Venture Air, LLC
WHEN DO I NEED A FLIGHT REVIEW (BFR)?
You may act as pilot in command of an aircraft unless, within
the preceding 24 calendar months, you have accomplished a flight
review given in an aircraft, for which you are rated, by an authorized
instructor. The instructor who gave you the review must endorse
your logbook certifying that you satisfactorily completed the
review. One flight review covers everything. If you do not pass
the review, you do not get the endorsement. There is no notation
of failure to pass the review.
OF WHAT DOES A FLIGHT REVIEW CONSIST?
A flight review consists of a minimum of 1 hour of flight training
and 1 hour of ground training. The review must include a review
of the current general operating and flight rules of part 91 and
a review of those maneuvers and procedures that, at the discretion
of the person giving the review, are necessary for the pilot to
demonstrate the safe exercise of the privileges of the pilot certificate.
WHEN DONT I NEED A FLIGHT REVIEW?
You do not need to have a flight review, when you, within the
preceding 24 calendar months:
- Have passed a pilot proficiency check conducted by an examiner,
an approved pilot check airman, or a U.S. Armed Force check
airman, for a pilot certificate, rating, or operating privilege
(this includes practical tests, and required proficiency checks
under Part 121 and 135). Flight instructor practical tests,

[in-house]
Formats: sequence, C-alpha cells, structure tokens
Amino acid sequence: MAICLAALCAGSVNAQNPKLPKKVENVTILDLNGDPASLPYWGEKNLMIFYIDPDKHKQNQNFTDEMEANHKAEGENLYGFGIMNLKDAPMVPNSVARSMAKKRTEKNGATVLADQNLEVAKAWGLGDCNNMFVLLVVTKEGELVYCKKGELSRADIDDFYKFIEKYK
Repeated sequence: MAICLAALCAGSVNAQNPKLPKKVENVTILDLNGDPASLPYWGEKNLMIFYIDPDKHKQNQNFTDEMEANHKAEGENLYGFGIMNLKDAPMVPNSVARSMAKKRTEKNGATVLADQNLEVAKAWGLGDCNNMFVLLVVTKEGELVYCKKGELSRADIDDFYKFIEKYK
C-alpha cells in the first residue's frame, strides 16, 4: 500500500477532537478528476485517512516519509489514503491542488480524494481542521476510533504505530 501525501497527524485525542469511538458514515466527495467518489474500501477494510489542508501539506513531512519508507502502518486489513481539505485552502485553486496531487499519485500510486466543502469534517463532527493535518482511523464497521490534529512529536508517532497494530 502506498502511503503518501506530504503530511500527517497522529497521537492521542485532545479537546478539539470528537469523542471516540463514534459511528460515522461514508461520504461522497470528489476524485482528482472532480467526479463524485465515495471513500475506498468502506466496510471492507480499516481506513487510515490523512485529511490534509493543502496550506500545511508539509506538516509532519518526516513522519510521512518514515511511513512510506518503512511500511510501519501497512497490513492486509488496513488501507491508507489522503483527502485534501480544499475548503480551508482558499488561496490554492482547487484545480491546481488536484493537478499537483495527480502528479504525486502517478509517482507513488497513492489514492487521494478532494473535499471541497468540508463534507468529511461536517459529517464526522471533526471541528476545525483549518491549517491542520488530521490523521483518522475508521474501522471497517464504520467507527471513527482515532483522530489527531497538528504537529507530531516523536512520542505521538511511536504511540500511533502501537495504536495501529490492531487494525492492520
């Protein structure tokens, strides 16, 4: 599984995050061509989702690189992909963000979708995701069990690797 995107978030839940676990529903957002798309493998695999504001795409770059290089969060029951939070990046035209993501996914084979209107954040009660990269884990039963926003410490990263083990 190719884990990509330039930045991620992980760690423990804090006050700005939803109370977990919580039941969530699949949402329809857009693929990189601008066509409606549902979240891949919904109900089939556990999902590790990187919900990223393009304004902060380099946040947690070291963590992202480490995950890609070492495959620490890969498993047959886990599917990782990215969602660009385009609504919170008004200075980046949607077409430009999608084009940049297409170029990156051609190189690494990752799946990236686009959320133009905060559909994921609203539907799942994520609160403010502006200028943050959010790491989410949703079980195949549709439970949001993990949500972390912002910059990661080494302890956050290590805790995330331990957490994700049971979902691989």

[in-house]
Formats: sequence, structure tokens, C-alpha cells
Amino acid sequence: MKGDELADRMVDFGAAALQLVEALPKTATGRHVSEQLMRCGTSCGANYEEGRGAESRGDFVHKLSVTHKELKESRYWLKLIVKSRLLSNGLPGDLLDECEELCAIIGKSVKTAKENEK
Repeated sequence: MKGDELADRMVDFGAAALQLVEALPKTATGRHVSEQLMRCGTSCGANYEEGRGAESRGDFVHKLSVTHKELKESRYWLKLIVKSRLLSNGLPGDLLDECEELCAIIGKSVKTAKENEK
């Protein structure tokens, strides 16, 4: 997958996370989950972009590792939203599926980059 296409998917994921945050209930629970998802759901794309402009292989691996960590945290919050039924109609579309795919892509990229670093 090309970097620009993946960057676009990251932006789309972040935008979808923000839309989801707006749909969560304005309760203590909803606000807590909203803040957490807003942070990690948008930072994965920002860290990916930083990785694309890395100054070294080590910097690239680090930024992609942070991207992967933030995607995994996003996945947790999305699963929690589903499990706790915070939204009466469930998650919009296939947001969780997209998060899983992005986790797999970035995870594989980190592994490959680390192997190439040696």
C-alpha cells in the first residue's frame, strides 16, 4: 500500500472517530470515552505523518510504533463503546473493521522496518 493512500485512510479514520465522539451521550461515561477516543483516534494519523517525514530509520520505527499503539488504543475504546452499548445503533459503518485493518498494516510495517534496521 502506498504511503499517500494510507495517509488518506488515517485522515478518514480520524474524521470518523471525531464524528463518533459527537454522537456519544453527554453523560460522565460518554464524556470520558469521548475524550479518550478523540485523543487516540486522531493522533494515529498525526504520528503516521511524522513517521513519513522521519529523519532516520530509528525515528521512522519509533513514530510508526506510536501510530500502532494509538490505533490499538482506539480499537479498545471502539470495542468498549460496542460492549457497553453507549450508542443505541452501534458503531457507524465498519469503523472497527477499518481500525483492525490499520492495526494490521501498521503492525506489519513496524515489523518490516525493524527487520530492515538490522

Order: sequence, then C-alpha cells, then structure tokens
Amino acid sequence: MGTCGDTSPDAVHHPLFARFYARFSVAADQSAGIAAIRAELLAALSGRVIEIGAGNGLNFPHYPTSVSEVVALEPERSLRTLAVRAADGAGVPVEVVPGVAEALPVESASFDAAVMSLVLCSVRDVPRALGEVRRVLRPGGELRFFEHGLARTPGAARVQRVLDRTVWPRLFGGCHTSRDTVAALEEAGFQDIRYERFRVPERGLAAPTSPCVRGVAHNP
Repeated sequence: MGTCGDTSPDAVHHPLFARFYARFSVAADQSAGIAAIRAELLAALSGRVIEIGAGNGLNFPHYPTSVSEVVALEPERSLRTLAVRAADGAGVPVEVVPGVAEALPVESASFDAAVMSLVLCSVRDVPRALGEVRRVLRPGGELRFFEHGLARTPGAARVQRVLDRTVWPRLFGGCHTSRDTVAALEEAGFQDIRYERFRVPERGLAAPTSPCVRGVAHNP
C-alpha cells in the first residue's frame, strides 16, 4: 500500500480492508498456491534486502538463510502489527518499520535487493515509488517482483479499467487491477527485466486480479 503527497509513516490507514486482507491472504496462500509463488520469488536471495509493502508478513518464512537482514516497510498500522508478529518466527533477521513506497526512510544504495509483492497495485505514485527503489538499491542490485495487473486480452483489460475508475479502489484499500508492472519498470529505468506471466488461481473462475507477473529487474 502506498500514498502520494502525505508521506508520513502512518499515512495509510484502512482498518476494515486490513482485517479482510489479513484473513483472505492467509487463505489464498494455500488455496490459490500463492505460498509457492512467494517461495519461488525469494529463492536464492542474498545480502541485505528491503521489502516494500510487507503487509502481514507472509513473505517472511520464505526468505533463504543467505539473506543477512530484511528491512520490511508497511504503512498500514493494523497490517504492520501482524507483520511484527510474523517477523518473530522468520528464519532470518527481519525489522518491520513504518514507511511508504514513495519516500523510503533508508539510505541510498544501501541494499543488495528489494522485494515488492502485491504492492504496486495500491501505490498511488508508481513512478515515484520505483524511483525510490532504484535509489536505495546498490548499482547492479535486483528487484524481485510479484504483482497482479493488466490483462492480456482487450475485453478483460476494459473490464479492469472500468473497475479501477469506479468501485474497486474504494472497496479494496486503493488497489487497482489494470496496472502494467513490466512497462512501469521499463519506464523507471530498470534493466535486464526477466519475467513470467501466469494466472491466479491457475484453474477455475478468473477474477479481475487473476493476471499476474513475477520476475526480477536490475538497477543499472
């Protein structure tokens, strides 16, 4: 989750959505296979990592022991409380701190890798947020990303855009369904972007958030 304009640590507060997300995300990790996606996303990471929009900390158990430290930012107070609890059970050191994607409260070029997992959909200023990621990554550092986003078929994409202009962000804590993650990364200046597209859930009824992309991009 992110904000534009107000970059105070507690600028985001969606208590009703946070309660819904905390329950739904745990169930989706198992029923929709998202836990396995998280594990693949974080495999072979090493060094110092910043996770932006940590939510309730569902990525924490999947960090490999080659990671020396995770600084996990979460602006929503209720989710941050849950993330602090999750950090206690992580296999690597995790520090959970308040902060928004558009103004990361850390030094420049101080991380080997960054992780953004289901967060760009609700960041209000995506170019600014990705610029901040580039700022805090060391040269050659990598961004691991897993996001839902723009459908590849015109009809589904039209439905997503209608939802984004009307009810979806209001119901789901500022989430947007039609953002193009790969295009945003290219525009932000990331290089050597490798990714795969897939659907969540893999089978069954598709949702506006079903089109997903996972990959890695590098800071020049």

unfortunately, do not count as BFR’s by definition.
- Have satisfactorily accomplished one or more phases of an
FAA-sponsored pilot proficiency award program.
- You need not accomplish the 1 hour of ground training if you
hold a current flight instructor certificate and have satisfactorily
completed a renewal of a flight instructor certificate under
the provisions in Sec. 61.197 specified in paragraph (a) of
this section (Generally, a renewal without a practical test
or via a FIRC).
A FEW OTHER THINGS ABOUT FLIGHT REVIEWS
- A student pilot need not accomplish the flight review required
by this section provided he or she is undergoing training for
a certificate and has a current solo flight endorsement.
- The requirements of this section may be accomplished in combination
with the requirements of Sec. 61.57 and other applicable recent
experience requirements at the discretion of the authorized
instructor conducting the flight review. This means the BFR
can be part of a checkout, an IPC, or done in any other way
which you arrange with your check airman or instructor.
You can even use a flight simulator or flight training device